The CCP has telegraphed its MCF objectives and made pronounced overtures regarding its desire to control entire supply chains that contribute to MCF. The CCP has directed state-owned enterprises, commercial entities, and private citizens to operate in concert—as an army—with the CCP to acquire mature, critical technologies with significance to both economic interests and military operations. Specifically, the CCP has relentlessly pursued dual-use technologies and applications such as lasers, batteries, drones, space systems, autonomous vehicles, and Global Positioning System (GPS). In doing so, and deploying a whole-of-nation approach to support MCF, the paradigm shifts from competition of economic systems to engaging in economic warfare. The CCP’s whole-of-nation approach blurs the lines between who is working to support the economy and the military. Fusing these two together means that economic activities are indistinguishable from military objectives.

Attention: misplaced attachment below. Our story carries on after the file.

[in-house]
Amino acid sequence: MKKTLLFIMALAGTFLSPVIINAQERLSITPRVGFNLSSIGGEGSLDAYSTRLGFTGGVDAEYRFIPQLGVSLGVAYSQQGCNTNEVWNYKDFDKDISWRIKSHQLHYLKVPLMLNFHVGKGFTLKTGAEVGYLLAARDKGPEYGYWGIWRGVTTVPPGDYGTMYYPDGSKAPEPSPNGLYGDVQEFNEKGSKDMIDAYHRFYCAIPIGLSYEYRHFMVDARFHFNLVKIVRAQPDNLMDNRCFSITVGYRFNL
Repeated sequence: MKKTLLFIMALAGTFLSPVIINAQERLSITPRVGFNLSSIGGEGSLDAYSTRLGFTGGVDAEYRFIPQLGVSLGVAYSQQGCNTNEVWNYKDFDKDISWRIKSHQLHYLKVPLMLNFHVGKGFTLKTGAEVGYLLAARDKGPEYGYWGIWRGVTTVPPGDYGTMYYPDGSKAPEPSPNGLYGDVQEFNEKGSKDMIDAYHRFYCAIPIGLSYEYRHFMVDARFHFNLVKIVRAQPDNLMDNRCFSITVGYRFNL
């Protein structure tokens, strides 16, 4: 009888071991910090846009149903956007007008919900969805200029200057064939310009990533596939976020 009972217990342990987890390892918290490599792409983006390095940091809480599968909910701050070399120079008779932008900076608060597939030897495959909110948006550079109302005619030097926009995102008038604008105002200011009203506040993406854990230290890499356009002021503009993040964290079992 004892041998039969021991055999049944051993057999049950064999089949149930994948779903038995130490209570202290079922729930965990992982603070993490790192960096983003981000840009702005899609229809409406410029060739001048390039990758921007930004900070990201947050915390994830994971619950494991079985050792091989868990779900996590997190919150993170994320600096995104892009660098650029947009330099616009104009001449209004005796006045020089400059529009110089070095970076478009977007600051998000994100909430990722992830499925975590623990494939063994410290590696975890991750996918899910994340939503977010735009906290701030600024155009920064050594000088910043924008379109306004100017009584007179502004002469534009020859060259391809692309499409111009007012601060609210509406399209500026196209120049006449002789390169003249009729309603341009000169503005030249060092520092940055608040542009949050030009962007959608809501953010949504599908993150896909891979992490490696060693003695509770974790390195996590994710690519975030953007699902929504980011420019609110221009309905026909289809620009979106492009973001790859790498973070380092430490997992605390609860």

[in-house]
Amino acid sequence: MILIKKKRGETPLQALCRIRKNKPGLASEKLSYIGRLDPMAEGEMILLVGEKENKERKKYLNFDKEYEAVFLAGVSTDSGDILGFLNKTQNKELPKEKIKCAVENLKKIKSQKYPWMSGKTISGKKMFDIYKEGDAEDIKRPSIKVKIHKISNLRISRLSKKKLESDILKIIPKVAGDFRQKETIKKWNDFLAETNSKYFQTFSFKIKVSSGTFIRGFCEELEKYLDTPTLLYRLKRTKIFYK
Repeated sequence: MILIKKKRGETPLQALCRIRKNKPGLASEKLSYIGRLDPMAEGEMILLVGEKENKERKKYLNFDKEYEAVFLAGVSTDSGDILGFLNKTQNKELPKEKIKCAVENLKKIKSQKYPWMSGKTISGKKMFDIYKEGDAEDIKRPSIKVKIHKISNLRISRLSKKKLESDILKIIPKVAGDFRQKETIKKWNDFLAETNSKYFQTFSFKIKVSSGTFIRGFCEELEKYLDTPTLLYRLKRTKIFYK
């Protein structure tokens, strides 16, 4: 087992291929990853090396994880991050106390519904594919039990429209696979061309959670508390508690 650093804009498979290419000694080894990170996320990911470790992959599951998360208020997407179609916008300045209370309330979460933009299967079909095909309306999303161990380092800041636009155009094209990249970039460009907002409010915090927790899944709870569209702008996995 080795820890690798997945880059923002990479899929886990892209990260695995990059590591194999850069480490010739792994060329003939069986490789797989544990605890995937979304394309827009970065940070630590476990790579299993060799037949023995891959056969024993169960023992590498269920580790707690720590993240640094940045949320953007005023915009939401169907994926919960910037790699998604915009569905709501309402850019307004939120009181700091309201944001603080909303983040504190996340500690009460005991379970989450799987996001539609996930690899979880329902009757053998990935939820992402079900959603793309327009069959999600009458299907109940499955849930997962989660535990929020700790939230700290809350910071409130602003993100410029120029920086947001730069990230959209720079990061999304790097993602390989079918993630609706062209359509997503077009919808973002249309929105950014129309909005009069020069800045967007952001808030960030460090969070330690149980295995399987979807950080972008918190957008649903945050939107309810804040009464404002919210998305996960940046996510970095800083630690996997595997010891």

The Made in China 2025 (MIC 2025) strategy complements MCF. MIC 2025 is the CCP’s national strategy to target ten industries essential for China’s economic growth and technical maturation of indigenous capabilities. The overarching objective is to upgrade or advance China’s low-grade domestic manufacturing capabilities across the board. All listed MIC 2025 targets have dual-use verticals and components, but none more obvious than aerospace equipment, ocean engineering, energy production and storage, and new materials (e.g., critical minerals, rare earth elements, etc.). The CCP’s appetite to obtain these technologies appears limitless. What is most concerning are the lengths the CCP is willing to go to get them. To satisfy the lofty goals of MIC 2025, the CCP is executing a state-directed campaign to steal critical or emerging technologies; bribe elected officials or corporate leaders; deploy predatory capital in vulnerable markets; employ slave labor; and deliberately mislead, obfuscate, or conceal information from investors and business partners. The CCP’s aspiration to control entire supply chains, manipulate global market conditions, fuse commercial production and military objectives is operationally economic warfare. The CCP’s directed efforts to acquire technology are so widespread that in a 2019 poll from Consumer News and Business Channel (CNBC) one in five American Chief Financial Officers (CFOs) reported having had their Intellectual Property (IP) stolen by China within the past year. Laws in China are written to compel corporate entities and individuals to act on behalf of the state. Worst of all, courts in China recently established a legal precedent of anti-suit injunctions so that foreign entities accusing Chinese entities of IP theft have no legal recourse in China. The CCP is taking a whole-of-nation approach to enhancing its economy and military to the detriment of those who engage in business with China.